Bush Administration Unveils New Export Control Directive
At a press briefing on Wednesday, John Rood, the Acting Under Secretary of State for Arms Control and International Security, fielded questions about the Bush Administration’s new Export Control Directive – the latest attempt to reduce delays and inefficiencies in the State Department’s export control system. If implemented properly, some of the proposals could help to address long-standing staffing shortages, jurisdictional issues, and Information Technology (IT) problems. Improvements in these areas could help to reduce licensing delays, which, in turn, could alleviate pressure on the State Department to relax export controls.
Very little in the directive is new or surprising*, and the administration has not released enough information on most of the specific reforms in the directive to assess their likely impact. The most notable proposal is for a self-financing mechanism aimed at generating additional resources for Directorate of Defense Trade Controls (DDTC) – the chronically under-staffed office that reviews and processes licenses for commercial arms exports. Rood declined to provide details about the mechanism but did say that revenue would be pegged to the number of licenses received by the State Department (i.e. when license requests go up, the amount of revenue available to process them would go up), and that the revenue would supplement funding from existing sources. It is unclear how many additional staff the State Department hopes to hire with the expected revenue, or how they intend to avoid potential conflicts-of-interest associated with the salaries of regulators being funded by the corporations that they regulate.
The Under Secretary also underscored the importance of a new “guideline” that requires DDTC to turn around all license applications within 60 days (with some exceptions), and an interagency dispute mechanism for resolving disputes with Commerce over the jurisdiction of specific commodities (i.e. whether they belong on the Commerce Control List or the US Munitions List). Similar guidelines established by DDTC for itself and imposed on DDTC by Congress have generally not had the intended effect, and it is not self-evident how another guideline – even one from the President – will yield different results unless it translates into significantly more resources for DDTC.
Two items of possible interest from a national security/proliferation perspective were largely ignored at the press conference: additional intelligence support for “the timely adjudication of defense trade licenses” and a “multi-agency working group” to help “improve procedures for conducting export enforcement investigations.” The FAS has requested additional information about these items and will post summaries of any responses on the Strategic Security Blog.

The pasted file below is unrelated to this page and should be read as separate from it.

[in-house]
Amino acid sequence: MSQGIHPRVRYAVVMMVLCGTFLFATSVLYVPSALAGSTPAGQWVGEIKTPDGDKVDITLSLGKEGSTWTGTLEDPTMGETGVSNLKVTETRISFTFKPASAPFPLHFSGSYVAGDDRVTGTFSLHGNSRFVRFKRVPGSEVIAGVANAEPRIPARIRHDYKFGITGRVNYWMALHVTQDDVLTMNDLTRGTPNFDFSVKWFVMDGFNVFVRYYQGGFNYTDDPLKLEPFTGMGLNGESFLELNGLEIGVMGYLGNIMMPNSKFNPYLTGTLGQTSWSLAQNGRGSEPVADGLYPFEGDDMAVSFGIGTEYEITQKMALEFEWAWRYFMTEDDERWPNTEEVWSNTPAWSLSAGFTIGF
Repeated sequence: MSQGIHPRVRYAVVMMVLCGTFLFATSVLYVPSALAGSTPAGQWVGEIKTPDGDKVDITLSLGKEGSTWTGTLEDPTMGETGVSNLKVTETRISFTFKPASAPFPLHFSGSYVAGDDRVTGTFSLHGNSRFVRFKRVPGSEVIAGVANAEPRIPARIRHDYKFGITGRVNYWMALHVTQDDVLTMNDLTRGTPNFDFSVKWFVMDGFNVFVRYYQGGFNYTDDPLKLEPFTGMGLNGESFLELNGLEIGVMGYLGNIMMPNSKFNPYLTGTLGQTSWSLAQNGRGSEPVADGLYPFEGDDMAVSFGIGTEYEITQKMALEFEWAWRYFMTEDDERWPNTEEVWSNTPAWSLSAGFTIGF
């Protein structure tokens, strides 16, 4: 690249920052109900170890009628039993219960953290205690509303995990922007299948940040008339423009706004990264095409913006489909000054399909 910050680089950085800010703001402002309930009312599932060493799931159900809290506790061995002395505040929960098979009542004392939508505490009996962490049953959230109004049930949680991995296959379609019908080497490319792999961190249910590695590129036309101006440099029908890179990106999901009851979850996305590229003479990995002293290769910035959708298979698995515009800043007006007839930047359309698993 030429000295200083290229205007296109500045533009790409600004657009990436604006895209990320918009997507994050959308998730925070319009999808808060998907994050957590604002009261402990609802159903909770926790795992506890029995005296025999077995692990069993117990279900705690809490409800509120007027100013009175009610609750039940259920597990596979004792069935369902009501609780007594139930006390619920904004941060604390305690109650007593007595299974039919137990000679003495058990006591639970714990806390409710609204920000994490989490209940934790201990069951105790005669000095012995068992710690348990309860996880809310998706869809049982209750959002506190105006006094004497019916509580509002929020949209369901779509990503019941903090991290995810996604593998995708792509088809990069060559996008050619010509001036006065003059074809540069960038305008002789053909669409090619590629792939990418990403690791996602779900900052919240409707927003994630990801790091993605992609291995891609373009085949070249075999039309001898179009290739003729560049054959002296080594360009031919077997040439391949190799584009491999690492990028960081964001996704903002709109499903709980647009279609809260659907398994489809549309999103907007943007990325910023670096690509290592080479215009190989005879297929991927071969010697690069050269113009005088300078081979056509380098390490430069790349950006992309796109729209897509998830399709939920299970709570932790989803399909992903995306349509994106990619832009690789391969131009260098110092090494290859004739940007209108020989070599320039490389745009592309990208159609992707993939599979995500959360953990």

If the self-funding mechanism generates enough additional revenue to hire more licensing officers and avoids the potential conflict-of-interest identified above, it would be a solid step in the right direction. But that’s a big “if,” and it would only address one of several problems with the licensing system recently identified by the Government Accountability Office. In addition to “human capital challenges,” the GAO also identified procedural weaknesses, problems with the State Department’s D-trade electronic licensing system, and a failure on DDTC’s part “to identify the root causes of problems and to develop sustainable solutions” through systematic analysis of licensing data. The State department is reportedly pursuing changes to D-Trade and a “review of [their] organizational alignment” that may address some of the other concerns raised by GAO, but it is too soon to tell.
While it is impossible to determine from the outside which of these problems is most to blame for recent licensing delays, there is little doubt that DDTC is under-staffed. According to the Government Accountability Office, the number of licensing applications jumped from around 55,000 in FY2003 to approximately 80,000 in 2007, but the number of licensing officers available to process those applications is approximately the same (around 34).** In a 2006 report to Congress recently obtained by the FAS, the State Department estimated that it needed three additional licensing officers for every 8% increase in licenses received annually since 2003. By its own estimate, therefore, the State Department should have added 15 licensing officers to DDTC’s staff since 2003.
State Department officials are not the only ones who think that DDTC is short-staffed. At a July 2007 hearing on export controls, House Foreign Affairs Committee Chairman Tom Lantos called it “absurd in the extreme” that the State Department “has only 37 licensing officers to process nearly 70,000 applications, while Commerce boasts over 70 officers for a comparatively-paltry workload of 23,000 licenses.” During the same hearing, Christopher Padilla, the Assistant Secretary of Commerce for Export Administration, also indicated that he thought that DDTC was understaffed. “I don’t think the State Department has sufficient resources to do the job,” he remarked.